Updated at 11:30 a.m., Jan. 12, 2015

Dozens of mental health professionals picketed outside the Kaiser Permanente hospital in Grantville Monday as part of a statewide protest against alleged unfair labor practices.

Picketers outside the Zion Avenue hospital are represented by the National Union of Healthcare Workers. The union said Kaiser’s “chronic failure to provide … quality mental health care” led its members to begin a weeklong statewide strike Monday.

According to the union, picketing will take place Monday around the state, including at the following Southern California locations:

— West Los Angeles Medical Center, 6041 Cadillac Ave., West Los Angeles;

— Anaheim Medical Center, 3440 E. La Palma Ave., Anaheim;

— San Diego Medical Center, 4647 Zion Ave., San Diego; and

— Fontana Medical Center, 9961 Sierra Ave., Fontana.

“Kaiser Permanente’s 2,600 California mental health clinicians — psychologists, therapists, and social workers represented by the (NUHW) –will launch a statewide strike (today) to protest Kaiser’s chronic failure to provide its members with timely, quality mental health care,” the union said in a statement.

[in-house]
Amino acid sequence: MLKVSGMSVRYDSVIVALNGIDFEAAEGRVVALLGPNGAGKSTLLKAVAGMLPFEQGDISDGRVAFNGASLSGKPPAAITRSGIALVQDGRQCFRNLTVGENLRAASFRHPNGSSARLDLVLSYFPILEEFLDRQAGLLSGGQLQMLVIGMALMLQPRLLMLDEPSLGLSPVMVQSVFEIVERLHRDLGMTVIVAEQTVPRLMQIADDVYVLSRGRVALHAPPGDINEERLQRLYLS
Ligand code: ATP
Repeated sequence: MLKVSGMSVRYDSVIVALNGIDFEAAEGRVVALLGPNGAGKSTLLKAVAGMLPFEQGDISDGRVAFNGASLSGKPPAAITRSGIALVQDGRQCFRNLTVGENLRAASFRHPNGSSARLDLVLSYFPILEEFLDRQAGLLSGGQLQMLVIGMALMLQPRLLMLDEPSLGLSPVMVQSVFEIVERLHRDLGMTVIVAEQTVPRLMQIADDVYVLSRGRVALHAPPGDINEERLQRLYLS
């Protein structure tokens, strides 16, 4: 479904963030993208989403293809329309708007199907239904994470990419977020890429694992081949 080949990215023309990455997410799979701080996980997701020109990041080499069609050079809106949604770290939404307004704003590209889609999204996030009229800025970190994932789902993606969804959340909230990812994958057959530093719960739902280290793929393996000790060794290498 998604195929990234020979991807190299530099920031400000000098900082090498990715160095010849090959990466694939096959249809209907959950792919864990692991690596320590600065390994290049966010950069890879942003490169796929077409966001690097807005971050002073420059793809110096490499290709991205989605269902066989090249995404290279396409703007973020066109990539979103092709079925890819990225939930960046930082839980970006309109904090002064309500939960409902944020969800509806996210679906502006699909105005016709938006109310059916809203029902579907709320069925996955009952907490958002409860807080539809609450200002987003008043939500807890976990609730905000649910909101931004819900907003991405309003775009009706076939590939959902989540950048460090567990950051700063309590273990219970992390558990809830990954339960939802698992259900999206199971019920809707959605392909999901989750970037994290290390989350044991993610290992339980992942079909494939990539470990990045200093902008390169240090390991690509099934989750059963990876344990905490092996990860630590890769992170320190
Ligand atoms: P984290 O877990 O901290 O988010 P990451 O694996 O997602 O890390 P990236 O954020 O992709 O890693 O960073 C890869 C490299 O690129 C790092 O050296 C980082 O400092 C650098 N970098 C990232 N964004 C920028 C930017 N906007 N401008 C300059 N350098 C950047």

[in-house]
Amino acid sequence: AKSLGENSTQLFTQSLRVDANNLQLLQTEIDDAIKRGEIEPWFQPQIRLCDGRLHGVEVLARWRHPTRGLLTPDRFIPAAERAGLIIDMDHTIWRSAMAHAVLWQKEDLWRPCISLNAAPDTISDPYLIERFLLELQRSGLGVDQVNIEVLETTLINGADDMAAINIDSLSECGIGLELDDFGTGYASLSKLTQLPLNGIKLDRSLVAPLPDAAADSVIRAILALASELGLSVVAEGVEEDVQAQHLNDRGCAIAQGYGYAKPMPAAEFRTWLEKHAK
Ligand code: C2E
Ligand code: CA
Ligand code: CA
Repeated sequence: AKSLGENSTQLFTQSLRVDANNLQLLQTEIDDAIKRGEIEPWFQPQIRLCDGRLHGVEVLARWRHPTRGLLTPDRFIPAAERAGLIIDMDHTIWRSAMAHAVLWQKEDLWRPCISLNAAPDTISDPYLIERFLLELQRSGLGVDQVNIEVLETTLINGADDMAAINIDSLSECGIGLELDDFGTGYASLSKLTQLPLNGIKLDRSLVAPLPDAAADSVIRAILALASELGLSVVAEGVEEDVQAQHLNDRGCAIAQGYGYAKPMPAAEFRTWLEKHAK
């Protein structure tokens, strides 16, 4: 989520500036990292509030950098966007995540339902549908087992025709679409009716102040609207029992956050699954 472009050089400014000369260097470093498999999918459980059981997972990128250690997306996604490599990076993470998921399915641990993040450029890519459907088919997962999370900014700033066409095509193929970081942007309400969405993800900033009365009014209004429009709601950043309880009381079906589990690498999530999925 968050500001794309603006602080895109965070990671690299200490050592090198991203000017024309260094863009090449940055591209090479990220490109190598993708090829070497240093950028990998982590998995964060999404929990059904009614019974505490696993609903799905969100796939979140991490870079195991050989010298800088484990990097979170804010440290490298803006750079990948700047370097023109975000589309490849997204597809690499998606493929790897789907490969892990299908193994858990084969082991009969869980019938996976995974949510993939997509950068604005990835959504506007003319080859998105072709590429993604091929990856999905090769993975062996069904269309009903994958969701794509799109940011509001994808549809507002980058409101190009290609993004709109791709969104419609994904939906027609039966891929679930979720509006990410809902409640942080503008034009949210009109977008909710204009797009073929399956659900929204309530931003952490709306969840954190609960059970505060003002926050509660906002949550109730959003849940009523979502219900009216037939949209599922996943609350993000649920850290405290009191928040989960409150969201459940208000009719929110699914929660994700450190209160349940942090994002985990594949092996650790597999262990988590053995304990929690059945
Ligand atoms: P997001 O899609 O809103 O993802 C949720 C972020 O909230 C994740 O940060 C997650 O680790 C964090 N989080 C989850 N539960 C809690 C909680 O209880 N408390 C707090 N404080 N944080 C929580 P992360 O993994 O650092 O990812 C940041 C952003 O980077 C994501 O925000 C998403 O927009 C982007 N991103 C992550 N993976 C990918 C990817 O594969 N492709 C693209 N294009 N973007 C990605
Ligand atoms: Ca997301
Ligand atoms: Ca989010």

“Kaiser staff will be on 65 picket lines at more than 35 locations throughout the scheduled weeklong strike,” the union said.

Kaiser employee Marc Greenfield told NBC7/39 that it sometimes takes two months for mental health patients to get an appointment. Other workers said the Affordable Care Act and Medi-Cal have resulted in a large increase in new mental health patients.

Kaiser spokesman Rodger Dougherty told the station there isn’t necessarily a standardized wait time for someone to be seen.

“Mental health care is so individualized — an appointment may be several days or a couple weeks out,” Dougherty said. “That could be based on any number of things, up to and including patient preference and scheduling availability.”

He said the health care provider has beefed up its psychological care staff by about 25 percent over the past couple of years.

Kaiser took out advertisements in U-T San Diego and other newspapers to assure members that services will be available

—City News Service